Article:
Dell’s model also has cash flow advantages. Direct sales allow Dell to eliminate distributor and retailer margins and increase its own margin. Dell collects payment in a matter of days after products are sold. But Dell pays its suppliers according to the more traditional billing schedules. Given its low levels of inventory, Dell is able to operate its business with negative working capital because it manages to receive payment before it pays its suppliers for components. These more traditional supply chains often require 60 or more days for the cash to flow from customer to supplier—a huge demand on working capital.
Dell has designed its order processing, products, and assembly lines so that customized products can be assembled in a matter of hours. This allows Dell to postpone assembly until after a customer order has been placed. In addition, any inventory is often in the form of components that are common across a wide variety of finished products. Postponement, component modularity, and tight scheduling allow low inventory and support mass customization. Dell maximizes the benefit of postponement by focusing on new products for which demand is difficult to forecast. Manufacturers who sell via distributors and retailers find postponement virtually impossible. Therefore, traditional manufacturers are often stuck with product configurations that are not selling while simultaneously being out of the configurations that are selling. Dell is better able to match supply and demand.
One of the few negatives for Dell’s model is that it results in higher outbound shipping costs than selling through distributors and retailers. Dell sends individual products directly to customers from its factories. But many of these shipments are small (often one or a few products), while manufacturers selling through distributors and retailers ship with some economy of scale, using large shipments via truck to warehouses and retailers, with the end user providing the final portion of delivery. As a result, Dell’s outbound transportation costs are higher, but the relative cost is low (typically 2% to 3%), and thus the impact on the overall cost is low.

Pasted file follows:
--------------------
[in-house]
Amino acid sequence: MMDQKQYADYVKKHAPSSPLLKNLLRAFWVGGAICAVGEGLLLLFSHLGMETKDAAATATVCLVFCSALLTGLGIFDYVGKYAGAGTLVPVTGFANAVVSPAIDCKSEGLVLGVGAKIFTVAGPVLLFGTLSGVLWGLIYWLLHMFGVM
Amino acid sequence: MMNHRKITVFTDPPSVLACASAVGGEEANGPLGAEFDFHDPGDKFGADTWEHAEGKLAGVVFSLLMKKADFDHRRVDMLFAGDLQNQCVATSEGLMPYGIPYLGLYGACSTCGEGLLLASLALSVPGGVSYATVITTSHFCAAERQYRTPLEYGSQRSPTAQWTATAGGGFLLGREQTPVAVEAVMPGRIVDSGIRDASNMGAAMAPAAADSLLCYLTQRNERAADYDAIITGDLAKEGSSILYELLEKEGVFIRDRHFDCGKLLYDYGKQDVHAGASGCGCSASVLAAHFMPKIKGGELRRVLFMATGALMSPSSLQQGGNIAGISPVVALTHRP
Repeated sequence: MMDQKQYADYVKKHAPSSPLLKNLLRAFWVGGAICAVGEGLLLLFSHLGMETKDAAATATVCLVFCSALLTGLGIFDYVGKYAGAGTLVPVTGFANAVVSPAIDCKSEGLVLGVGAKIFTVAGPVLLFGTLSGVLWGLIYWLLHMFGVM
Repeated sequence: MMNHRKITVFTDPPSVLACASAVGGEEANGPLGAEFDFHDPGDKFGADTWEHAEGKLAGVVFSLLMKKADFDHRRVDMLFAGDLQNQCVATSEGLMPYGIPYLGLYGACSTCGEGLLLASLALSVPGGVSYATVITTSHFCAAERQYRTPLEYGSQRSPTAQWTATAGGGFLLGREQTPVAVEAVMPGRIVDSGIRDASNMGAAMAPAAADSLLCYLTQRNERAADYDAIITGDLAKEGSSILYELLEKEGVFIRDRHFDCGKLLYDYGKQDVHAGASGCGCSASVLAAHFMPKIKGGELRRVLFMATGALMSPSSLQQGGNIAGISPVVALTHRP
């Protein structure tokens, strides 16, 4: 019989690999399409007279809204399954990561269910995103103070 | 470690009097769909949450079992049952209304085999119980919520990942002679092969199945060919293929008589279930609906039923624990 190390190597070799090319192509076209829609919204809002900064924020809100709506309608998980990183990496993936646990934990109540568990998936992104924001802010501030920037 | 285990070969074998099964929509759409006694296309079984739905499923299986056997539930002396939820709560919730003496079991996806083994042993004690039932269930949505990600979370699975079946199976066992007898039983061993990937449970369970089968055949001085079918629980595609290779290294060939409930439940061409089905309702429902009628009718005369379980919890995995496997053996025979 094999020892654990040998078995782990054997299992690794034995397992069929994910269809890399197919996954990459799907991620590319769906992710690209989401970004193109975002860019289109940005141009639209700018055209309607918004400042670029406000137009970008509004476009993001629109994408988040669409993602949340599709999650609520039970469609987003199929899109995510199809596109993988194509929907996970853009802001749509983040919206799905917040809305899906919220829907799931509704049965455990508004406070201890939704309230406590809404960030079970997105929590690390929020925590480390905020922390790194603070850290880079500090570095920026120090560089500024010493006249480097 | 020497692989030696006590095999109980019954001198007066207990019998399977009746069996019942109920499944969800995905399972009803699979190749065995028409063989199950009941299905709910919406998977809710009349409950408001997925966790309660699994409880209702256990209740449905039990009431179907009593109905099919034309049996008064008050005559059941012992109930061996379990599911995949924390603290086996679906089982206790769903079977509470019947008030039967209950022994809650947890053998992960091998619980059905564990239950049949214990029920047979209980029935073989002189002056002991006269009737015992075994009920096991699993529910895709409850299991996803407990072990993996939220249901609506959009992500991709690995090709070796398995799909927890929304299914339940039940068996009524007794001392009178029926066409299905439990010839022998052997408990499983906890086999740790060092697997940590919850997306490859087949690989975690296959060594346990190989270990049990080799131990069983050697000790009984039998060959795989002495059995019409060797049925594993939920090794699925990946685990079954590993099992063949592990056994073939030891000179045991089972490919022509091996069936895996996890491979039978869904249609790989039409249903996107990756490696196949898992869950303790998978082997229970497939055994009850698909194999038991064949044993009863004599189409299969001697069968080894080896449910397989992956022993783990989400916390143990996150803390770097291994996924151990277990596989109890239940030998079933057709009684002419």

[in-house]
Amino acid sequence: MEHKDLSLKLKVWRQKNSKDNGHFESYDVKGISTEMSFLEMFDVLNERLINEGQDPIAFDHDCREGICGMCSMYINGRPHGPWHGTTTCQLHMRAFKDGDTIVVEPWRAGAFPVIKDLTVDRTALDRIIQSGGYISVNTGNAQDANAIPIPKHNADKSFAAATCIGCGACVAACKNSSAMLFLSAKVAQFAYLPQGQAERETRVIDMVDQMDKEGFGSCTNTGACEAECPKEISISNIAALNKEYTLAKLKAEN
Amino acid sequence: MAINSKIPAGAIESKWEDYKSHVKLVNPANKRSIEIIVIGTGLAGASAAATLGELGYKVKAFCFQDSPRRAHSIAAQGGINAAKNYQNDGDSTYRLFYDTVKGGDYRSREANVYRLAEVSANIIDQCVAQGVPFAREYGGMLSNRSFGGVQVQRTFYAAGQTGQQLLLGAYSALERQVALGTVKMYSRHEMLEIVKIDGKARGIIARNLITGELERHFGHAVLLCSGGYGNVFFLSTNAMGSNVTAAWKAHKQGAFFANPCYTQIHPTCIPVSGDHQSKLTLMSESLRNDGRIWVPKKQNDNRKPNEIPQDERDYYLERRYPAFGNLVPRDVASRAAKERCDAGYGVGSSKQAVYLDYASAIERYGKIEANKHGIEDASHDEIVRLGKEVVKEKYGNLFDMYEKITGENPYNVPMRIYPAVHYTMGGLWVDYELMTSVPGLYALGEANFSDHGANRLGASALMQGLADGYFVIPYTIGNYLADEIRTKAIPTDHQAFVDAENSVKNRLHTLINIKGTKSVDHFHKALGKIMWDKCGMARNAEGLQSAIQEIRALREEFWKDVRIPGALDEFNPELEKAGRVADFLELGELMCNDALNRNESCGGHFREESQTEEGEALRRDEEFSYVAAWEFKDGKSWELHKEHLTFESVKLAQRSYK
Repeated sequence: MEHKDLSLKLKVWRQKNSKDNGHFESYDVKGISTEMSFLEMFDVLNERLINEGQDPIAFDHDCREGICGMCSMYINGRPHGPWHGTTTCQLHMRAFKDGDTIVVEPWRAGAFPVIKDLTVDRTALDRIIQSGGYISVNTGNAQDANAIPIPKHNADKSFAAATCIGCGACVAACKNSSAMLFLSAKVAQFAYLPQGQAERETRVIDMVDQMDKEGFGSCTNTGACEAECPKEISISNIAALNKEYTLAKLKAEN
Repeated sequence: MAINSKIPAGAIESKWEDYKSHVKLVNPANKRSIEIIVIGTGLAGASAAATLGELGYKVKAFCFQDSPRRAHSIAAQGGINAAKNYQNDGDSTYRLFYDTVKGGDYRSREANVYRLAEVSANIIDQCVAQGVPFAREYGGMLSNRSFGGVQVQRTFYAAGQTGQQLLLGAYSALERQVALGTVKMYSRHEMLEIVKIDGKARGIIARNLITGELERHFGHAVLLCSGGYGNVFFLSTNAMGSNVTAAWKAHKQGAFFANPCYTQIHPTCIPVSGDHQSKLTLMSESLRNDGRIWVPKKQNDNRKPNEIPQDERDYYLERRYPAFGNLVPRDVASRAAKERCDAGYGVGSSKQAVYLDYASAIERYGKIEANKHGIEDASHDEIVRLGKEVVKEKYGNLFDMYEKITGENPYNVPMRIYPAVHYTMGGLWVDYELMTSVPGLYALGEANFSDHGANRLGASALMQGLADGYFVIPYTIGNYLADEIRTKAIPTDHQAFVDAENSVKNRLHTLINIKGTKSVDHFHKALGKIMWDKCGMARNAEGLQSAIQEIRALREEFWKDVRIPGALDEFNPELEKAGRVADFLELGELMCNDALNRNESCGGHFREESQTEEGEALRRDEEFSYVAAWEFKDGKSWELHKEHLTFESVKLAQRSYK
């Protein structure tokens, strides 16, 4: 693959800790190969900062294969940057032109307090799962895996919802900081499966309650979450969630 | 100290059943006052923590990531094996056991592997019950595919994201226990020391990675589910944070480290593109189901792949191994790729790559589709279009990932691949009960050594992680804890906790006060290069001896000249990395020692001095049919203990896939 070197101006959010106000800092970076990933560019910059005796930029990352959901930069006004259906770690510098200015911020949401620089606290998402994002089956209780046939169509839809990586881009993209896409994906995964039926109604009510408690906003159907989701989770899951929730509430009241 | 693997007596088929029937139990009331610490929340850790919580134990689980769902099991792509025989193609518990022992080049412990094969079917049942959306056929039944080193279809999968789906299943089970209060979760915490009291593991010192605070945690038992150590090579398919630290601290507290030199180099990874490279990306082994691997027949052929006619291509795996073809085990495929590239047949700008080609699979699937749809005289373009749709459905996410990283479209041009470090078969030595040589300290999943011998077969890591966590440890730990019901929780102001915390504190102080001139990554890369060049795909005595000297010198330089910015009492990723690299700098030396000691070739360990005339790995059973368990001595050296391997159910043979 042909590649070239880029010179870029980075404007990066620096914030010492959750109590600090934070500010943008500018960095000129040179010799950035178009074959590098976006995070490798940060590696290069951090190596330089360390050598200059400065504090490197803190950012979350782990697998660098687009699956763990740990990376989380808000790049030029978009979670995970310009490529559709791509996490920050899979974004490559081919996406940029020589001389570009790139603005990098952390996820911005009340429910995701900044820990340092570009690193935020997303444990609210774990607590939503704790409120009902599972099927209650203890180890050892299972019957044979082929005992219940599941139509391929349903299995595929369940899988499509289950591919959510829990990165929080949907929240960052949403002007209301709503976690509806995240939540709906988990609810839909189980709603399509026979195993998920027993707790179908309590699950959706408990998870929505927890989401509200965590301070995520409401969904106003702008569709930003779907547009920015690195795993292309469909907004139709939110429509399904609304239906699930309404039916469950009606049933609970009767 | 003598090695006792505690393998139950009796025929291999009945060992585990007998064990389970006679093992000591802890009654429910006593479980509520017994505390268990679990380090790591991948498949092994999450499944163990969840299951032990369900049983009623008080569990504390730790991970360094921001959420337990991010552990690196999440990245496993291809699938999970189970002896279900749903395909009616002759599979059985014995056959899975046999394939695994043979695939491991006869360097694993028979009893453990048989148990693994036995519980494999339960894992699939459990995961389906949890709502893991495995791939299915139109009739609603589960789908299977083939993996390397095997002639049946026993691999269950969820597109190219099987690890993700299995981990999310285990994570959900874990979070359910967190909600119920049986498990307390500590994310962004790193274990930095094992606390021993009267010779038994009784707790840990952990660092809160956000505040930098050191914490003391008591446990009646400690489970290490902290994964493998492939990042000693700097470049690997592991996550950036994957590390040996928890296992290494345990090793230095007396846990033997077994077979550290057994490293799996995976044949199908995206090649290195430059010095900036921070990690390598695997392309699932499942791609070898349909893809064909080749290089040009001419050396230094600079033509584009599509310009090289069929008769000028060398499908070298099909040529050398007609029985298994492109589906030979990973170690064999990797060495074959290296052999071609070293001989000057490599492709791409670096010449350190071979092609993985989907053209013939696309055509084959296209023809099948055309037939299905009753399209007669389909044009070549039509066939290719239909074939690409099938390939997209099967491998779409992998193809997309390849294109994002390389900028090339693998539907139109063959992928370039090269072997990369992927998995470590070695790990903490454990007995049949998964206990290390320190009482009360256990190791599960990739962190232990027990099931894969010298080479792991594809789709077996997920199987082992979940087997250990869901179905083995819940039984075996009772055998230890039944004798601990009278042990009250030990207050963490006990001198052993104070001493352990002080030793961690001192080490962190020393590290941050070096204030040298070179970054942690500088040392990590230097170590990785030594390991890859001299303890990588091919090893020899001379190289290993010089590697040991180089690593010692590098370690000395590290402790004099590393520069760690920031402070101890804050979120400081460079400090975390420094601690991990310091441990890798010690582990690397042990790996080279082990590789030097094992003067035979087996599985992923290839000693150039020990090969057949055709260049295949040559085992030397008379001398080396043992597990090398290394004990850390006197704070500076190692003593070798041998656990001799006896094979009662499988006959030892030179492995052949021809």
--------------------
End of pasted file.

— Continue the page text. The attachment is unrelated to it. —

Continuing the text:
What Dell has done is build a collaborative supply chain and an innovative ordering and production system. The result is what Dell likes to refer to as its value chain—a chain that brings value from supplier to the customer and provides Dell with a competitive advantage.
1. How has Dell used its direct sales and build-to-order model to develop an exceptional supply chain?
2. How has Dell exploited the direct sales model to improve operations performance?
3. What are the main disadvantages of Dell’s direct sales model?
4. How does Dell compete with a retailer who already has a stock?
5. How does Dell’s supply chain deal with the bullwhip effect?
Sources: Adapted from S. Chopra and P. Meindl, Supply ChainManagement, 3rd ed. (Upper Saddle River, NJ: Prentice Hall, 2007); R. Kapuscinski, et al., “Inventory Decisions in Dell’s Supply Chain, ”Interfaces34, no. 3 (May–June 2004): 191–205; and A. A. Thompson, A. J. Strickland, and J. E. Gamble, “Dell, Inc. in 2006: Can Rivals BeatIts Strategy?” Crafting and Executing Strategy, 15th ed. (New York:McGraw-Hill, 2007).